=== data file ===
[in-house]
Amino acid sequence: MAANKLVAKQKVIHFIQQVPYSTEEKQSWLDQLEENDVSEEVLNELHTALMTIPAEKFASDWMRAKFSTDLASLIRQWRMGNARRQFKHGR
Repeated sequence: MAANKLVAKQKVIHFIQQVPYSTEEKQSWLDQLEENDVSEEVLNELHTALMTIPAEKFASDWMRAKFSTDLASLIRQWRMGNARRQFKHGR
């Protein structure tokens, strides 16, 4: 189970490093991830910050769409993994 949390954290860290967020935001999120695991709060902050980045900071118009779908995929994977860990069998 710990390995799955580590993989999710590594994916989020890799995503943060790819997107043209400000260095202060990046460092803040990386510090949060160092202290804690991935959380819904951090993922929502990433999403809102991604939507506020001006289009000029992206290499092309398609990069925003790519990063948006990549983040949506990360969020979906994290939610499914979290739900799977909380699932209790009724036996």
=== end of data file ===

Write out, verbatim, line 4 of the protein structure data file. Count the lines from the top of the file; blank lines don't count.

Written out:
């Protein structure tokens, strides 16, 4: 189970490093991830910050769409993994 949390954290860290967020935001999120695991709060902050980045900071118009779908995929994977860990069998 710990390995799955580590993989999710590594994916989020890799995503943060790819997107043209400000260095202060990046460092803040990386510090949060160092202290804690991935959380819904951090993922929502990433999403809102991604939507506020001006289009000029992206290499092309398609990069925003790519990063948006990549983040949506990360969020979906994290939610499914979290739900799977909380699932209790009724036996």